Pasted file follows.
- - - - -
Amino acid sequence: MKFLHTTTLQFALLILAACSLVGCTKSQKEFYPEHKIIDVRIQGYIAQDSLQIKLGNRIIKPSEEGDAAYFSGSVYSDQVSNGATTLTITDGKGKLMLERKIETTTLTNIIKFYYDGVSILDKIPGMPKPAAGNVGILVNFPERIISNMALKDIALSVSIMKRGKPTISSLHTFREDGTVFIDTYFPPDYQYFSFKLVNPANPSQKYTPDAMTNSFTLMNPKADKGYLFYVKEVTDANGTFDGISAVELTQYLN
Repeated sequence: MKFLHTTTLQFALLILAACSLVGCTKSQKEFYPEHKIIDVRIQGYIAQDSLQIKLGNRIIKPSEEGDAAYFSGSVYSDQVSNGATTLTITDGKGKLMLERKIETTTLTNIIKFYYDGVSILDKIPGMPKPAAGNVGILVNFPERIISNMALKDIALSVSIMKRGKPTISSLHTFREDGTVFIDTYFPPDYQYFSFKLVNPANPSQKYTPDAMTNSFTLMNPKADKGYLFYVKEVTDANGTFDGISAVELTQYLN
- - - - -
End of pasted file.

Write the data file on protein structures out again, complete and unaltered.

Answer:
Amino acid sequence: MKFLHTTTLQFALLILAACSLVGCTKSQKEFYPEHKIIDVRIQGYIAQDSLQIKLGNRIIKPSEEGDAAYFSGSVYSDQVSNGATTLTITDGKGKLMLERKIETTTLTNIIKFYYDGVSILDKIPGMPKPAAGNVGILVNFPERIISNMALKDIALSVSIMKRGKPTISSLHTFREDGTVFIDTYFPPDYQYFSFKLVNPANPSQKYTPDAMTNSFTLMNPKADKGYLFYVKEVTDANGTFDGISAVELTQYLN
Repeated sequence: MKFLHTTTLQFALLILAACSLVGCTKSQKEFYPEHKIIDVRIQGYIAQDSLQIKLGNRIIKPSEEGDAAYFSGSVYSDQVSNGATTLTITDGKGKLMLERKIETTTLTNIIKFYYDGVSILDKIPGMPKPAAGNVGILVNFPERIISNMALKDIALSVSIMKRGKPTISSLHTFREDGTVFIDTYFPPDYQYFSFKLVNPANPSQKYTPDAMTNSFTLMNPKADKGYLFYVKEVTDANGTFDGISAVELTQYLN